Links and Risks of Gum Disease
Although there is no evidence that bad gums cause heart disease which may result in heart attack, there are numerous studies that link gum disease with an increased risk of heart disease.
According to the studies made by American Heart Association, there is a strong relationship between gum disease and heart disease. Gum disease and heart disease share numerous common risk factors such as smoking, diabetes and age. These risk factors explain why often disease in the blood vessels occurs at the same time as disease in the mouth.
It is biologically reasonable to believe that oral bacterial infections could enter the bloodstream and contribute to the development of heart disease. “Certain bacteria present in the mouth may be related to clogging up the arteries by contributing to the plaque that builds on the walls of the arteries,” said New York University oral microbiologist Walter Bretz.
Researchers at the University of Connecticut Health Center issued a statement according to which treatment of gum disease or periodontal disease can improve in the long term the function of endothelial cells which form up a surface of blood vessels and lymphatic vessels. It means tartar and plaque-free oral environment stimulates performance of endothelial cells and reduces the risk of heart attack.
According to a study published in New England Journal of Medicine, as many as 80% of American adults have some form of periodontal disease, with up to 1% attributed to severe cases of periodontitis disease.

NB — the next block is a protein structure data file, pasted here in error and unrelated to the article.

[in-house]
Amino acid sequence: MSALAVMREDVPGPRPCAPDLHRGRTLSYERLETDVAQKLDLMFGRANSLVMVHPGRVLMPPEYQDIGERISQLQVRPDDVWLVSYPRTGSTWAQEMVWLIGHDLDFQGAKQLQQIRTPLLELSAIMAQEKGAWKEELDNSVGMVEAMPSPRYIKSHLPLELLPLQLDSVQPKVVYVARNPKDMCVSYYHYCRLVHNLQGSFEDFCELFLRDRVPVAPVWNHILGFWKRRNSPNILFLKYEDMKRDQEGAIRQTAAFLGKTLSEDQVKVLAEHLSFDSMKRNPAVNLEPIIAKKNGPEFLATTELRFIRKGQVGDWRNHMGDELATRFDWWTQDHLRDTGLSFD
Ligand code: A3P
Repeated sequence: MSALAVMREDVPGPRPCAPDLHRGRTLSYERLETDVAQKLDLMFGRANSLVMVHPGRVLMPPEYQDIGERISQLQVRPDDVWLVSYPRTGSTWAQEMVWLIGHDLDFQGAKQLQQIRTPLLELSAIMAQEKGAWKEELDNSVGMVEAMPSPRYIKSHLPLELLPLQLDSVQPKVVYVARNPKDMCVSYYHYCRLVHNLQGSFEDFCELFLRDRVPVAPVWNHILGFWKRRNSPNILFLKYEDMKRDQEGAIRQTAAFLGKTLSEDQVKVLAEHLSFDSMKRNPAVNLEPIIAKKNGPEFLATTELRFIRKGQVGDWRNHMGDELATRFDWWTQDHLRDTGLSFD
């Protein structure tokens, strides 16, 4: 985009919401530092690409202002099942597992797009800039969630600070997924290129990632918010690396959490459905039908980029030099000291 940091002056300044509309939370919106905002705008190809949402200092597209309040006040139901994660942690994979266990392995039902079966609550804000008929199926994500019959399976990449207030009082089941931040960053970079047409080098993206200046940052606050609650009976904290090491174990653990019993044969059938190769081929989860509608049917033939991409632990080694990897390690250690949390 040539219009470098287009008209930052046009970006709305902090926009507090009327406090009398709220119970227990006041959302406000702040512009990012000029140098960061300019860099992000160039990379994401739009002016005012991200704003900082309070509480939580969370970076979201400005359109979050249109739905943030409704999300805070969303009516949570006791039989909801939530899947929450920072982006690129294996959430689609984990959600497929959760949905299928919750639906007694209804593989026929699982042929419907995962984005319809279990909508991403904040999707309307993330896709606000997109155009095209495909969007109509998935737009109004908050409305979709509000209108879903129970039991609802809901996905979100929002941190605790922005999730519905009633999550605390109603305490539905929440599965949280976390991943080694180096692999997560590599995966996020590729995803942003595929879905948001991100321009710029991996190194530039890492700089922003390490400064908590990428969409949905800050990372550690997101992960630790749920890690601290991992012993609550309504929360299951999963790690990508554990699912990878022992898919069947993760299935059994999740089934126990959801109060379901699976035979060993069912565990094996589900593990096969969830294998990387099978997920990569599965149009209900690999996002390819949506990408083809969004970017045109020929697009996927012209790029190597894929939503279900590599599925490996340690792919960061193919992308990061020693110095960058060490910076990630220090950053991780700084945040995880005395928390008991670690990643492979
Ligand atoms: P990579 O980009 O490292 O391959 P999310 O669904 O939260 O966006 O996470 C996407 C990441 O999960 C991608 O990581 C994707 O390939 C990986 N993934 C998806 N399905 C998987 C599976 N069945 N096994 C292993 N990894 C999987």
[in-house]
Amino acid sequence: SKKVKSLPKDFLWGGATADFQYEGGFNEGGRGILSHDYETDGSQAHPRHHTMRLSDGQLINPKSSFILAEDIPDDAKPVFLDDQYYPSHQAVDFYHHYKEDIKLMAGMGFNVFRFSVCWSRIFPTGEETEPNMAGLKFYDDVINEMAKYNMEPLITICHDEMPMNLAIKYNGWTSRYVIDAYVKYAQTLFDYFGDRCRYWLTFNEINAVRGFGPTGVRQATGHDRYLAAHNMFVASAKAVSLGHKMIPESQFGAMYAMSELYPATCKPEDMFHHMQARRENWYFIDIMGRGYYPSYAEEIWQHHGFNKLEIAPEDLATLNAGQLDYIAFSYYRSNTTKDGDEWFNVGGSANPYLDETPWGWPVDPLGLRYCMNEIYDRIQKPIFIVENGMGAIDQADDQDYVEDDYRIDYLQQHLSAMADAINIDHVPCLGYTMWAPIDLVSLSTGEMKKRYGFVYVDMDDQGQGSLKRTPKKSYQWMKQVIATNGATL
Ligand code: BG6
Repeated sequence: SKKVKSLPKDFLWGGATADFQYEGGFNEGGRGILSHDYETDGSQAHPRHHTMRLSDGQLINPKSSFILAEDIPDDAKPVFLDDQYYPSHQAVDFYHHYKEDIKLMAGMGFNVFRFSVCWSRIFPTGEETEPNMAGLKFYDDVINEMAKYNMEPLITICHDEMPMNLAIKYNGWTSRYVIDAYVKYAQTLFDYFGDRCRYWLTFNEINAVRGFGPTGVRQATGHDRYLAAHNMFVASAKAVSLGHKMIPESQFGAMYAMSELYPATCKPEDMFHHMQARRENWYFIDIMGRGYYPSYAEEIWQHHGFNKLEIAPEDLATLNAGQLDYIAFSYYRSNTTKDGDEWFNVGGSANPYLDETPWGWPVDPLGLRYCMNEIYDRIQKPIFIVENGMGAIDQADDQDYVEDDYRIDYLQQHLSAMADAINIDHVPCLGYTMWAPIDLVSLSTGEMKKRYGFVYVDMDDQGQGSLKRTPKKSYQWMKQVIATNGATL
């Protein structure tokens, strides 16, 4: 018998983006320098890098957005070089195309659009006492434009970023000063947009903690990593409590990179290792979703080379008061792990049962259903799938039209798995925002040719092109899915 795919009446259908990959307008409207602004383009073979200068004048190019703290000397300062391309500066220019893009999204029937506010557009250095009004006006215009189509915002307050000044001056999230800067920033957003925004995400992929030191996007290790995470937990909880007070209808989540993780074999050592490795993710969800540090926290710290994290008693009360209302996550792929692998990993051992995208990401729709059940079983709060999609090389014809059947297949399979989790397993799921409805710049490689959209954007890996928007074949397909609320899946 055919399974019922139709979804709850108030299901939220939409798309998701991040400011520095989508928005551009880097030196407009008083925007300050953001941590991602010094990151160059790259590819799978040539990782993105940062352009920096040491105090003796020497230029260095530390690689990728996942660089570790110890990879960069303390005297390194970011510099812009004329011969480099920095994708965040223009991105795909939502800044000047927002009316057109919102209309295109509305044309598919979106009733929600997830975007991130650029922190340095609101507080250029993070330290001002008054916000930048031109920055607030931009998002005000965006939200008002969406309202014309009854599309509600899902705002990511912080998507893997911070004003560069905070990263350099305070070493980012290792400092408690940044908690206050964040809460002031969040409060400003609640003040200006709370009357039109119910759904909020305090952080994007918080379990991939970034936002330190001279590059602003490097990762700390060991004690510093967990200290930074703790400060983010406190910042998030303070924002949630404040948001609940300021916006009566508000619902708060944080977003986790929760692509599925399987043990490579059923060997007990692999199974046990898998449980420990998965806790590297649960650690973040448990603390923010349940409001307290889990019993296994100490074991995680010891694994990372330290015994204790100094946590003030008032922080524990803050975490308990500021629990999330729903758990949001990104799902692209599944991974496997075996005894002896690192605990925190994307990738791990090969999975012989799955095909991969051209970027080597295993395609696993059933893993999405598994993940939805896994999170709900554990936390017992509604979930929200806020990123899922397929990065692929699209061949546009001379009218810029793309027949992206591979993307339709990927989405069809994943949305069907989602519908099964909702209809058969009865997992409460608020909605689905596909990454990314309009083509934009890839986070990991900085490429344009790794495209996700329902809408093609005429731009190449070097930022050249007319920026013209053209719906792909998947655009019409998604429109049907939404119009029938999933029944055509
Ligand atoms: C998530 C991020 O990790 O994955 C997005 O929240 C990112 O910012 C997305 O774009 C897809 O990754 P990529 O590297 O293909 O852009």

The swelling and bleeding of the gums are quite common among pregnant woman. Future mums react differently to the bacteria in the mouth due to the increased secretion levels of estrogen and progesterone. Several studies link gum disease to the risk of premature birth and may cause the babies be born underweight. There are also direct links between gum disease and diabetes – inflammatory periodontal disease may increase insulin levels.
This again underlines the importance of regular brushing, flossing and trips to the dentist’s office. Good oral hygiene is still important for overall health and more than just a pretty smile, healthy and clean gums and teeth a sign of overall health of the body.
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Topics: Tags: american heart association, bacteria in the mouth, blood vessels, endothelial cells, good oral hygiene, gum disease, insulin levels, lymphatic vessels, new england journal, oral environment